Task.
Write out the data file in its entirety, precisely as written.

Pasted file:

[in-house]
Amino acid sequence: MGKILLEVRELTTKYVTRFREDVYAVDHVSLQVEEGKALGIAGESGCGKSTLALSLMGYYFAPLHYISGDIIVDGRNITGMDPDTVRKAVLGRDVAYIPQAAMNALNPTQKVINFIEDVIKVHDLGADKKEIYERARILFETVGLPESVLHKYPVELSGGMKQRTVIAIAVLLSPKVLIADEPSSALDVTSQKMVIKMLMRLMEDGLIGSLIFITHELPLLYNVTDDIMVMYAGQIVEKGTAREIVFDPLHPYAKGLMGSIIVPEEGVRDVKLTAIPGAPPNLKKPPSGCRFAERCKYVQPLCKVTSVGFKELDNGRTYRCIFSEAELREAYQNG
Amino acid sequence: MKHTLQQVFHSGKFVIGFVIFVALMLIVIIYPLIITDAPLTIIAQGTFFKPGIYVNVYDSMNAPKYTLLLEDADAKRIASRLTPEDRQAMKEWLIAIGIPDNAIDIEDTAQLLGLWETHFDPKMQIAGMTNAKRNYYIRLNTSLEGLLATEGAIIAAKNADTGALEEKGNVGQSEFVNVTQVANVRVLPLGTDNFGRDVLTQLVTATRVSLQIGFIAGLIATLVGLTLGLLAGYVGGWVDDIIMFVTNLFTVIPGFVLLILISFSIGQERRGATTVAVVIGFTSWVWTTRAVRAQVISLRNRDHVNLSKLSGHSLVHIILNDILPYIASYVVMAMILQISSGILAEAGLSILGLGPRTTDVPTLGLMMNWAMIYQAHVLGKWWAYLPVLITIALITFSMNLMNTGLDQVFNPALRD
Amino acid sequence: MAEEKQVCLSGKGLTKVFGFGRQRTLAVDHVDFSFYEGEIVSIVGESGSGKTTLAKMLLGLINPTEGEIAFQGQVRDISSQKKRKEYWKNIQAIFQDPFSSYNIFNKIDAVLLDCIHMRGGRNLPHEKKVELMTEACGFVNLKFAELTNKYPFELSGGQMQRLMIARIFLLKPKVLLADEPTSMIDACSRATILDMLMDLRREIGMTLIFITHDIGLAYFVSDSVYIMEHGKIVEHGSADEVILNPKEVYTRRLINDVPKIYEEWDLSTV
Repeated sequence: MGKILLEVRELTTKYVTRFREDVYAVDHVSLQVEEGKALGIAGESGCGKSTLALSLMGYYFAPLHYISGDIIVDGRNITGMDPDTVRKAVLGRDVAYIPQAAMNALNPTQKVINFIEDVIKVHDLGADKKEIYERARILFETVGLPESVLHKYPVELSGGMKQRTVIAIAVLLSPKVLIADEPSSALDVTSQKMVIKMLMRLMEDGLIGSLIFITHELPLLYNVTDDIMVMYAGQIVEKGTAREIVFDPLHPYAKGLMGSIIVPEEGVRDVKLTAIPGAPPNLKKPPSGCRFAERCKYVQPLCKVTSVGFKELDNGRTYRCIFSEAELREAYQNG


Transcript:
[in-house]
Amino acid sequence: MGKILLEVRELTTKYVTRFREDVYAVDHVSLQVEEGKALGIAGESGCGKSTLALSLMGYYFAPLHYISGDIIVDGRNITGMDPDTVRKAVLGRDVAYIPQAAMNALNPTQKVINFIEDVIKVHDLGADKKEIYERARILFETVGLPESVLHKYPVELSGGMKQRTVIAIAVLLSPKVLIADEPSSALDVTSQKMVIKMLMRLMEDGLIGSLIFITHELPLLYNVTDDIMVMYAGQIVEKGTAREIVFDPLHPYAKGLMGSIIVPEEGVRDVKLTAIPGAPPNLKKPPSGCRFAERCKYVQPLCKVTSVGFKELDNGRTYRCIFSEAELREAYQNG
Amino acid sequence: MKHTLQQVFHSGKFVIGFVIFVALMLIVIIYPLIITDAPLTIIAQGTFFKPGIYVNVYDSMNAPKYTLLLEDADAKRIASRLTPEDRQAMKEWLIAIGIPDNAIDIEDTAQLLGLWETHFDPKMQIAGMTNAKRNYYIRLNTSLEGLLATEGAIIAAKNADTGALEEKGNVGQSEFVNVTQVANVRVLPLGTDNFGRDVLTQLVTATRVSLQIGFIAGLIATLVGLTLGLLAGYVGGWVDDIIMFVTNLFTVIPGFVLLILISFSIGQERRGATTVAVVIGFTSWVWTTRAVRAQVISLRNRDHVNLSKLSGHSLVHIILNDILPYIASYVVMAMILQISSGILAEAGLSILGLGPRTTDVPTLGLMMNWAMIYQAHVLGKWWAYLPVLITIALITFSMNLMNTGLDQVFNPALRD
Amino acid sequence: MAEEKQVCLSGKGLTKVFGFGRQRTLAVDHVDFSFYEGEIVSIVGESGSGKTTLAKMLLGLINPTEGEIAFQGQVRDISSQKKRKEYWKNIQAIFQDPFSSYNIFNKIDAVLLDCIHMRGGRNLPHEKKVELMTEACGFVNLKFAELTNKYPFELSGGQMQRLMIARIFLLKPKVLLADEPTSMIDACSRATILDMLMDLRREIGMTLIFITHDIGLAYFVSDSVYIMEHGKIVEHGSADEVILNPKEVYTRRLINDVPKIYEEWDLSTV
Repeated sequence: MGKILLEVRELTTKYVTRFREDVYAVDHVSLQVEEGKALGIAGESGCGKSTLALSLMGYYFAPLHYISGDIIVDGRNITGMDPDTVRKAVLGRDVAYIPQAAMNALNPTQKVINFIEDVIKVHDLGADKKEIYERARILFETVGLPESVLHKYPVELSGGMKQRTVIAIAVLLSPKVLIADEPSSALDVTSQKMVIKMLMRLMEDGLIGSLIFITHELPLLYNVTDDIMVMYAGQIVEKGTAREIVFDPLHPYAKGLMGSIIVPEEGVRDVKLTAIPGAPPNLKKPPSGCRFAERCKYVQPLCKVTSVGFKELDNGRTYRCIFSEAELREAYQNG